Thank you for looking into this.

comment:24 in reply to: ↑ 20 Changed 2 years ago by anonymous

Replying to vectormu@…:

Just to ask the obvious question...when you port-scanned the WAN IP/FQDN, you did it from a machine outside your LAN, right?

It certainly seems to me that the default firewall rules would block this, regardless of dnsmasq's configuration. Have you modified them somehow?

comment:25 Changed 2 years ago by anonymous

Initially, I performed the port scan/DNS dig from inside my LAN during the usual performance check and network lockdown. After fiddling with iptables for a bit and getting nowhere (plus lots of google searches), I thought to check it from an outside source - in case NAT and/or firewall rules were not reflecting the "true" port state to the outside world.

I went to:

and did a lookup of my FQDN using localhost ('s DNS server). Obviously, it returned my DNS data. Then I did a DNS lookup of my FQDN using my as the "server" entry and it returned my DNS data. That's when I started to dig around some more and settled on the addition of two lines at the end of /etc/dnsmasq.conf.

When I get home, I will comment out those two lines in /etc/dnsmasq.conf, restart dnsmasq, and re-run the tests, just to make sure.

Even so, shouldn't dnsmask not listen on the external (WAN) IP for any client requests, even if the request originated from within the LAN?

In other words, in a (secure) default config:

dig @ any

from a LAN client PC should return nslookup results, while a:

dig @external.wan.ip.ip any

from a LAN client PC should time out, either due to dnsmasq (or bind or whatever DNS server package) ignoring DNS requests from that specific IP/interface (depending on configuration) or due to firewall rules?

Either way, I will comment out the lines, retest, and post my findings.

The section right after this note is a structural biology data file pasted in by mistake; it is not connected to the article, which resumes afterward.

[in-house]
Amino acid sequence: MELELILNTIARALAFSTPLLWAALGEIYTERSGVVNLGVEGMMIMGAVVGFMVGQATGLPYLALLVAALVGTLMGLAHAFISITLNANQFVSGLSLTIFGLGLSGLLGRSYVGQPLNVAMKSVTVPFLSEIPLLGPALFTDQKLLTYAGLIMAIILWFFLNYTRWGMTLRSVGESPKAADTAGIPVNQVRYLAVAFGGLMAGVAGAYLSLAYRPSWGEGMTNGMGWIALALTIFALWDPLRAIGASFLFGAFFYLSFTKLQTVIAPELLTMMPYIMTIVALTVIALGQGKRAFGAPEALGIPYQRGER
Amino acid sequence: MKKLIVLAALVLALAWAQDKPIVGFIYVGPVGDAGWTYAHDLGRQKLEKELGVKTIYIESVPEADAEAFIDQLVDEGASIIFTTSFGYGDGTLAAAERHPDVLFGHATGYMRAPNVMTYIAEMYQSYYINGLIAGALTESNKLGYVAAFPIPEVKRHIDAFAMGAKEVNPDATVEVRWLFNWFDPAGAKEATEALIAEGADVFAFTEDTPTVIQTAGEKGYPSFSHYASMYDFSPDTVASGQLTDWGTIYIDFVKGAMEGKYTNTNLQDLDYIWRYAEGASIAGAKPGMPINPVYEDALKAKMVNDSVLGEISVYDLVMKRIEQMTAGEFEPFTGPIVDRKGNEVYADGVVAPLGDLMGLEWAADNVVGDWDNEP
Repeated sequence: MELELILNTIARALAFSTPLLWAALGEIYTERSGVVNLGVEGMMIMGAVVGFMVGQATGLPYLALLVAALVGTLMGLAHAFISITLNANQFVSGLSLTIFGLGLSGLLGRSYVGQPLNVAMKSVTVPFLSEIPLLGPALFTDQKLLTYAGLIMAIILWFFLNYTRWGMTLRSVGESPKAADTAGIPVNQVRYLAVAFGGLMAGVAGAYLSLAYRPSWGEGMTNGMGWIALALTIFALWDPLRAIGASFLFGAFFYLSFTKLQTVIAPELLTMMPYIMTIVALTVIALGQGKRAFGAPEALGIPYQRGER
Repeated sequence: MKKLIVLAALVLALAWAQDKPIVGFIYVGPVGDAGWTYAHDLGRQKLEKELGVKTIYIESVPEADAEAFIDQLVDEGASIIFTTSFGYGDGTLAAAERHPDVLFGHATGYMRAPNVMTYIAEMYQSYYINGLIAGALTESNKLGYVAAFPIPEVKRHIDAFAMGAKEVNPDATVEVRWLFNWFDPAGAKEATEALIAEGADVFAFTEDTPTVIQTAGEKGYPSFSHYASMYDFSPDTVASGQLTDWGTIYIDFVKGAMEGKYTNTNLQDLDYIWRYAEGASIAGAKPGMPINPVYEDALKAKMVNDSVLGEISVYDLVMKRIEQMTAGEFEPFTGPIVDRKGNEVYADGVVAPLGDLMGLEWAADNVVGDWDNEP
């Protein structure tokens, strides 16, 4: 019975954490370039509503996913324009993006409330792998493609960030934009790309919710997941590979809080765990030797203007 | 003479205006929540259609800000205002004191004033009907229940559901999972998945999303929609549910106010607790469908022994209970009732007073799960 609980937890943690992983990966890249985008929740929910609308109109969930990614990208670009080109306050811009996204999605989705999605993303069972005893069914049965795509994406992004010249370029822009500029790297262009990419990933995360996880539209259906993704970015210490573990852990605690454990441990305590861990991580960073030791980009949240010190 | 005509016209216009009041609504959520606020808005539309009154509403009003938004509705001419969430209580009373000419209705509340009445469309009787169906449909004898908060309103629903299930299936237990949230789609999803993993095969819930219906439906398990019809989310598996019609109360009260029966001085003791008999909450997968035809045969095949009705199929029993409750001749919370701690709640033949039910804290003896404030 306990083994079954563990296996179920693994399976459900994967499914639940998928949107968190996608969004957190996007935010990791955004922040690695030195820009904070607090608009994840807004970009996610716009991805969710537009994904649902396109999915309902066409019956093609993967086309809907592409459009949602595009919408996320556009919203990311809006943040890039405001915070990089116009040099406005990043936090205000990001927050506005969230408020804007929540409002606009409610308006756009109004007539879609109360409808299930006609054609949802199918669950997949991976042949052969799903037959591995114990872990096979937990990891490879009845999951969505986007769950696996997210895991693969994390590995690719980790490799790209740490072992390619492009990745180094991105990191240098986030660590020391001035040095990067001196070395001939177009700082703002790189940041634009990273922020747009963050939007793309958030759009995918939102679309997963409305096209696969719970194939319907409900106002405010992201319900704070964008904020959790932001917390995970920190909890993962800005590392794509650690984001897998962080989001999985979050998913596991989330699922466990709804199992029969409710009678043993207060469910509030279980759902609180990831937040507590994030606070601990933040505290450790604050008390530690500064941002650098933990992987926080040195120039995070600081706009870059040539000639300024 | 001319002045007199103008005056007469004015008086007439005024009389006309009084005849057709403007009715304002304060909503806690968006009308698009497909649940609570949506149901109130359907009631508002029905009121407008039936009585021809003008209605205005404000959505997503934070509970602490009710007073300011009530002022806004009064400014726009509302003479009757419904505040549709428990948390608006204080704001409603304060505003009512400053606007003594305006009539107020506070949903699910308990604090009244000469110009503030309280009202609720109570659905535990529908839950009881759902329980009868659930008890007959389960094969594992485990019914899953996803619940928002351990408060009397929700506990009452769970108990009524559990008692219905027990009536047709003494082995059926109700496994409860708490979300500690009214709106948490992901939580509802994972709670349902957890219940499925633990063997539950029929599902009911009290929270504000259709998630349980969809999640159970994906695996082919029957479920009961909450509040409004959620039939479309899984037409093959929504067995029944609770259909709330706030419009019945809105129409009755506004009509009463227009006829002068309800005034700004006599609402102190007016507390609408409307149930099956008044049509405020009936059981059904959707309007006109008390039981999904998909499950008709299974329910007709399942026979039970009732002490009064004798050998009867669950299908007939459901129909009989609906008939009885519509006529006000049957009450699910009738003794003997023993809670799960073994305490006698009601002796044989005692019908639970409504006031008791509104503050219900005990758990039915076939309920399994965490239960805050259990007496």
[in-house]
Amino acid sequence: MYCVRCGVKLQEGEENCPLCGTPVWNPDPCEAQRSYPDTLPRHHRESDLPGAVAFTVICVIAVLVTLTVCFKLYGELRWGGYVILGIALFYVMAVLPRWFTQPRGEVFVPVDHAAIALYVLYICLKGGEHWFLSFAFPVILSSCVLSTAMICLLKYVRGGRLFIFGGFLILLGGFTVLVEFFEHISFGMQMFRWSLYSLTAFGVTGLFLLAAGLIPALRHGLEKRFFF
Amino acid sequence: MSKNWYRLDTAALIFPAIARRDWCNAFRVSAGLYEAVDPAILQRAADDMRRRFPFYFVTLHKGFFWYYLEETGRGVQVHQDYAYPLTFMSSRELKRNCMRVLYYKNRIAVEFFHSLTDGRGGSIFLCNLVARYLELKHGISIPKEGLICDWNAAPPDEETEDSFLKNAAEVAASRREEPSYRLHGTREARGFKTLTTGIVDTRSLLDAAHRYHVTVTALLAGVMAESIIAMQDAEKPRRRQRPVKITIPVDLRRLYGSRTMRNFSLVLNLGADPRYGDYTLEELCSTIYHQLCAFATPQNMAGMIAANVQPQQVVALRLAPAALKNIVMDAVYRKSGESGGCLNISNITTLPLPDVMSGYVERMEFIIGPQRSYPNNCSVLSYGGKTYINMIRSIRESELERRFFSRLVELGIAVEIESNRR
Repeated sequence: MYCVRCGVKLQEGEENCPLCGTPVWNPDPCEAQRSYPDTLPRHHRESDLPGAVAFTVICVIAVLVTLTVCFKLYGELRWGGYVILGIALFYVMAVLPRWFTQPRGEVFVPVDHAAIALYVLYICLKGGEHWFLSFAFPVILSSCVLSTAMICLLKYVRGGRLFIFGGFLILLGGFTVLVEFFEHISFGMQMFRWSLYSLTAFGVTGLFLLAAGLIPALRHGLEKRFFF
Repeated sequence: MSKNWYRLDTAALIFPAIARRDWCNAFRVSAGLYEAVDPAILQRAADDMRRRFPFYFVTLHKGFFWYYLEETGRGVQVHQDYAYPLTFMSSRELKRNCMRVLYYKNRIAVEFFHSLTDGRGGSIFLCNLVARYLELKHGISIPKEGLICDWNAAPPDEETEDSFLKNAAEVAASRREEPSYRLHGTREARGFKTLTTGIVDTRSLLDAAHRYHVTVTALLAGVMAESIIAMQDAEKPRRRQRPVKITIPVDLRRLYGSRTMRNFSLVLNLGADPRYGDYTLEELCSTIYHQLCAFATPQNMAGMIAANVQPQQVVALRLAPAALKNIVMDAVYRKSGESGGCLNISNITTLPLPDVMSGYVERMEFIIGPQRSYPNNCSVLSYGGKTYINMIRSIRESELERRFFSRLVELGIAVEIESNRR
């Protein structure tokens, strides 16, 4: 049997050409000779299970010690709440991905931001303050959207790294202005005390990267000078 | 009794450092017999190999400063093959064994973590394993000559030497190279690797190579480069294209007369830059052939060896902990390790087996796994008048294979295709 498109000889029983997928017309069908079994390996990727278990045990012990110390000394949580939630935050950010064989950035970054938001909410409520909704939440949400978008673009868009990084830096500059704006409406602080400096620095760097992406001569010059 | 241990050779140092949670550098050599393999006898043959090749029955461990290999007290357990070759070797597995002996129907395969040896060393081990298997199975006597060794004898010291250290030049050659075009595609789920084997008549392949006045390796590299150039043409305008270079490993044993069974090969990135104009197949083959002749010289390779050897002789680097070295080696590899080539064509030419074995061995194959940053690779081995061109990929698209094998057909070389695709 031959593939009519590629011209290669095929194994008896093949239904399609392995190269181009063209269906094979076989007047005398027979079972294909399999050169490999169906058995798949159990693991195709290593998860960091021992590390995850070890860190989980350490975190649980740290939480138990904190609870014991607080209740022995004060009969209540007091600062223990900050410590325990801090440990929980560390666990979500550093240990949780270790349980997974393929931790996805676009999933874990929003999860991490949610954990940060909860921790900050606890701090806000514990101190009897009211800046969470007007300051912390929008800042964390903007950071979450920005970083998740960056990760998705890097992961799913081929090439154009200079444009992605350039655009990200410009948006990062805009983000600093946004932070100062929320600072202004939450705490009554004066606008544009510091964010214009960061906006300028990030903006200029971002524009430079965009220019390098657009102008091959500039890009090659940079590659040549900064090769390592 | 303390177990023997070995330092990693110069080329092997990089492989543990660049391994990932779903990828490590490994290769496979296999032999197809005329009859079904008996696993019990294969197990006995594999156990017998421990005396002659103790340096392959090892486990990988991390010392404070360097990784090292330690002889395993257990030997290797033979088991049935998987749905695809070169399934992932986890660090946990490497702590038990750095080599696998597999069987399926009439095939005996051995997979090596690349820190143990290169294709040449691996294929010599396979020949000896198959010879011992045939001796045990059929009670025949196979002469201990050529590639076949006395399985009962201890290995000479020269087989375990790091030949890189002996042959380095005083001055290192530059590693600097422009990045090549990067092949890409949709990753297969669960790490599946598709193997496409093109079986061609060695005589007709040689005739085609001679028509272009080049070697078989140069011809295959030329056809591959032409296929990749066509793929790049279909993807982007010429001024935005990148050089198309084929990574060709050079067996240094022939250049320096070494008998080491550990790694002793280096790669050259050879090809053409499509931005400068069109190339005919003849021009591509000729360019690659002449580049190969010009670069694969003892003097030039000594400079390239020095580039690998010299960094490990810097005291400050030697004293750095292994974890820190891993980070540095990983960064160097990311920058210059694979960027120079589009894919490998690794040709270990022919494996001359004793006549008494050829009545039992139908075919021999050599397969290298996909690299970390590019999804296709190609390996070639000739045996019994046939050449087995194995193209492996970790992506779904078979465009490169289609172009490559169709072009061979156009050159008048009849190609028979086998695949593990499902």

comment:26 Changed 2 years ago by anonymous

I'm not sure, but I *think* the relevant default firewall rules only apply to packets that actually enter from the WAN interface. Packets that enter from the LAN interface but with the destination IP of the WAN interface won't be filtered.

comment:27 Changed 2 years ago by anonymous

In particular, if you run iptables -S, you can see that the rules specify an ingress interface, not a destination.

comment:28 Changed 2 years ago by anonymous

Oh man! Egg on my face! I am so sorry!

I removed these 2 additional line from /etc/dnsmasq.conf:


From a client PC on the LAN side, I ran:

nmap my.WAN.ip.ip


dig @my.WAN.p.ip any
dig any

These commands returned results. - which I expected.

I then decided to test to see if machines outside my LAN could query my DNS server (via WAN IP/FQDN). Again, I used

Well, the first time kloth returned no results. I ran it again, and it returned results. Ran it again and it returned no results. WT<bleep>?

Looking at kloth's search query return, sometimes it used localhost (as in kloth's DNS server), then it would use my DNS server sometimes. No rhyme or reason behind which server it choose. It appears, that when I used kloth's DNS, I would get DNS results. When it decided to run the DNS query using my DNS server (IP or FQDN), it would timeout. ARGH! A pain in the butt for troubleshooting!

So, in an effort to be thorough, I rigged up another router/switch (actually my old WRT54GL Tomato) upstream of my OpenWRT WAN port, and from the client PC plugged in upstream of my OpenWRT router WAN port I ran:

nmap openwrt.router.wan.ip


dig @openwrt.router.wan.ip any

(keeping in mind I could only use IP addresses since my network flow is: upstream provider -> WRT54GL Tomato -> Client PC and OpenWRT router's WAN port plugged into the LAN switch side of the WRT54GL)

Well, golly-gee-willikers! The OpenWRT WAN port does not respond to nmap scans or DNS dig queries originating from the WAN port side (ie, they return as "server timeout"). There was normal DNS resolution with additional client PCs plugged into the LAN-side switch of the OpenWRT router.

So, in summary, you are correct. The default OpenWRT rules seem to block traffic on port 53 inbound (DNS client query) coming into the WAN port - when queried from a WAN-side machine. When queried from a LAN-side machine to the WAN IP/FQDN, the default OpenWRT rules return the port as being open and it responds to dig queries.

And one additional caveat: sometimes ISP's block some ports outside their subnet. So while the whole WWW can't see your open port, other clients on your ISP's subnet might be able to (but this was not the case in this instance.)

My humble apologies for bringing up this non-issue.

Please consider this ticket resolved and closed.

Thank you!

  • vm

(ps - if you like I can post my iptables -S output for reference and review)

Add Comment

Modify Ticket

as reopened .

E-mail address and user name can be saved in the Preferences.

Note: See TracTickets for help on using tickets.